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This content has been archived. It may no longer be relevantWe had quite a bit of drama in the Cromwell…

finnWe had quite a bit of drama in the Cromwell household this week. On Sunday, we were walking the neighborhood and suddenly a little white Chihuahua was following us. Of course our daughter couldn’t go home without pouring her love all over that dog. He instantly attached himself to her and basically wouldn’t leave.

I was determined to NOT adopt this dog. My wife can’t stand these tiny not-a-dog’s (as she calls them). Plus we have two cats that he’d make life a living hell for, and two chickens he’d probably love to make his dinner. Also, I’m allergic to dander, but that’s nothing the best allergy mask for running couldn’t handle. But the dog had to go.

Our daughter begged, but just to the limit. She was actually really good and understanding that we couldn’t keep him. That didn’t stop her from naming him Finn, and spending every breath of her day with him. I put signs out, put an ad on Craigslist, and hoped and prayed the owner would show up by morning.

I promised my wife he’d be at the animal shelter by the end of the day on Monday. Of course, that’s before I learned that it’s closed every Monday. So when the owner didn’t show up Sunday night, or Monday, we ended up having him around much longer than anticipated. I didn’t mind so much, my wife hated it, and our daughter — well, like I said — she spent every breath with him. Snuggling him, feeding him, playing with him. He was suddenly the most important thing in her life.

“Shelter” or “Funeral Home”?

My next concern was that I had heard that often, the Animal Shelter doesn’t keep the dogs very long and ends up putting them to sleep. I’d never live with myself if I took him there to his death. Of course, if I told our daughter that, she’d disown me on the spot too.

So I called around. One non-profit animal rescue center told me the shelter would put him down 2 weeks after he went up for adoption. Well crap. That’s not going to work. But they also told me the best way for the owner to find him is for us to take him there, sign-up to adopt him, and if the owner doesn’t show up then we can bring him to them. What they didn’t tell me was it was $69 to adopt.

Not a Perfect Plan

But that at least sounded like a plan. I felt like it was perfect. I start telling our daughter the plan and it immediately became clear that this plan was NOT perfect. Tears flew off her cheeks as she cried out: “But then I’ll never see him again! We HAVE to find his owner so I can visit him!”

Oh my goodness… this girl is kind of perfect, in that “You’re making life hard in all the right ways” kind of perfect.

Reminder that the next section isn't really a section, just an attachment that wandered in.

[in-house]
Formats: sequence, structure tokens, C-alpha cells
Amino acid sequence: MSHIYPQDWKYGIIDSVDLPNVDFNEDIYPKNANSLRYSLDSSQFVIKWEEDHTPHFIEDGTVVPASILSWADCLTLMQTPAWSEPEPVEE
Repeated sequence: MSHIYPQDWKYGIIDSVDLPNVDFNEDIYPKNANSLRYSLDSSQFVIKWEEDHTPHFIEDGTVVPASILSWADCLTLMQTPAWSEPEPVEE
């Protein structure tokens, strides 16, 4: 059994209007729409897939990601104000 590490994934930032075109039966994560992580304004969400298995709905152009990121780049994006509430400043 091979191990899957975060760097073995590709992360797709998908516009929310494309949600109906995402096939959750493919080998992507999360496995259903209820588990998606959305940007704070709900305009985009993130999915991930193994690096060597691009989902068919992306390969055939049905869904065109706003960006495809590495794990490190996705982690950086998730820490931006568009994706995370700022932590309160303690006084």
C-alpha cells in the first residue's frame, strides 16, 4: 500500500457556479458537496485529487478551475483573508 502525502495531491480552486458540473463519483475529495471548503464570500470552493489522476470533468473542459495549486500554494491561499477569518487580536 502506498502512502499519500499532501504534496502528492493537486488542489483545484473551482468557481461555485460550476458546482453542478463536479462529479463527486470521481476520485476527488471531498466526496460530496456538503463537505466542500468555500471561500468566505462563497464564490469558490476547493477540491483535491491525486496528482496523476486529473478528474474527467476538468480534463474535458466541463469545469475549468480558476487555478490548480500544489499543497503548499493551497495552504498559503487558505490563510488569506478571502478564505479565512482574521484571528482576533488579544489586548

I couldn’t argue with her logic. Yes, ideally, if he were my dog, I’d want him to come back to me. Had I done everything I could do? Well, getting him to the shelter was really the best way to get him back to his owner. Maybe he had a chip and they could track down the owner. No way to know unless we brought him in.

Lesson #1, from Father to Daughter: “Letting Go is Sometimes Best”

So I doubled down, gently, but firmly, that it was in Finn’s best interest to go to the shelter. She would have to learn to let him go.

I wish you knew what I know about my daughter. “Letting go” is not in her vocabulary, except as a Disney song in which she only knows those two words and sings them all day long. But “remember” is one of her favorite words. And not like “Remember when we did this awesome thing!?” No, it’s more like: “Last time we went to the park, you made me slide down the hot metal slide and I got burned. REMEMBER!?” Ya. For her it’s not nostalgia, it’s a remember-threat.

whitey-brownieStill, she had “let go” gracefully before. When our chickens got eaten by a racoon in the night, she mourned them, cried her eyes out, made a sweet card for them and moved on. When our rabbit got diarrhea and died in less than 24 hours, she mourned, cried her eyes out, made a sweet card and moved on (kinda…).

Um… just want to clarify that we love animals and they don’t normally go to our house to die. Kinda sounds that way at the moment.

So we had the letting go talk. I did my best. I think it was actually comforting for her to hear that Finn’s BEST chance of finding his owner was coming to the shelter.

There’s No Animal Rescuer Awards or Maps

So the week passes, it’s Saturday — the day we become eligible to adopt him — and no word from the owner. It was clear now that we would have to go and save this not-a-dog from certain medicinal death. Still, I needed to make sure I could take him directly from the shelter to a rescue center and not have him sleeping over again. Of course, the Animal Shelter is open Tuesday through Saturday, but most rescue places are open Monday through Friday, or don’t even have an office at all.